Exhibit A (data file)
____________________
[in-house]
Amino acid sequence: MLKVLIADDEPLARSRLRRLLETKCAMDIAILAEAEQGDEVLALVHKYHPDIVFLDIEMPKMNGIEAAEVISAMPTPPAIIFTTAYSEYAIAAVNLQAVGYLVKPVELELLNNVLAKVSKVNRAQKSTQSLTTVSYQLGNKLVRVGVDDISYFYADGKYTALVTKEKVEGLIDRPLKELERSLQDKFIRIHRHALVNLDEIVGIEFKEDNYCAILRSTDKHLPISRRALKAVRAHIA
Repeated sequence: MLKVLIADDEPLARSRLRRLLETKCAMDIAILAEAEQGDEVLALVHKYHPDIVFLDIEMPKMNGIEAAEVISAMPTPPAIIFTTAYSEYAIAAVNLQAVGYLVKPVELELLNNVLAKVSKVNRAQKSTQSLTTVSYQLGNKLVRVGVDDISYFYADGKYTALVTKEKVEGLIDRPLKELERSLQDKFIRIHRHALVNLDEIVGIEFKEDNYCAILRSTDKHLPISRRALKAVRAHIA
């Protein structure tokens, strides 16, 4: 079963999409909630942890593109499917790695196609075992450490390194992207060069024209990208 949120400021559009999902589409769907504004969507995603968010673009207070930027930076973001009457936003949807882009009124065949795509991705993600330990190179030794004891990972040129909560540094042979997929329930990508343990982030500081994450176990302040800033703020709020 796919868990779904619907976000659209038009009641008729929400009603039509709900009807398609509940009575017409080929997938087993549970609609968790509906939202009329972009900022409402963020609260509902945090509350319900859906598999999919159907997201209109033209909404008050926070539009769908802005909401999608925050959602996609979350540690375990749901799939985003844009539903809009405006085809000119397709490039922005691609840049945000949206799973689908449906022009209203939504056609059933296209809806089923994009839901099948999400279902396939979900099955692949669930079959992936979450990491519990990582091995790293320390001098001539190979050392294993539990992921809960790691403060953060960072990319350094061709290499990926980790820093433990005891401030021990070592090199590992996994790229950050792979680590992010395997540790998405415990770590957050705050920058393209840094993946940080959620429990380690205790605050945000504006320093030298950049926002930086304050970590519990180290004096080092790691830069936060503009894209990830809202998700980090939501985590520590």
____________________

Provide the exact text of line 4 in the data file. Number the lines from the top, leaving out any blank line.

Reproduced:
């Protein structure tokens, strides 16, 4: 079963999409909630942890593109499917790695196609075992450490390194992207060069024209990208 949120400021559009999902589409769907504004969507995603968010673009207070930027930076973001009457936003949807882009009124065949795509991705993600330990190179030794004891990972040129909560540094042979997929329930990508343990982030500081994450176990302040800033703020709020 796919868990779904619907976000659209038009009641008729929400009603039509709900009807398609509940009575017409080929997938087993549970609609968790509906939202009329972009900022409402963020609260509902945090509350319900859906598999999919159907997201209109033209909404008050926070539009769908802005909401999608925050959602996609979350540690375990749901799939985003844009539903809009405006085809000119397709490039922005691609840049945000949206799973689908449906022009209203939504056609059933296209809806089923994009839901099948999400279902396939979900099955692949669930079959992936979450990491519990990582091995790293320390001098001539190979050392294993539990992921809960790691403060953060960072990319350094061709290499990926980790820093433990005891401030021990070592090199590992996994790229950050792979680590992010395997540790998405415990770590957050705050920058393209840094993946940080959620429990380690205790605050945000504006320093030298950049926002930086304050970590519990180290004096080092790691830069936060503009894209990830809202998700980090939501985590520590």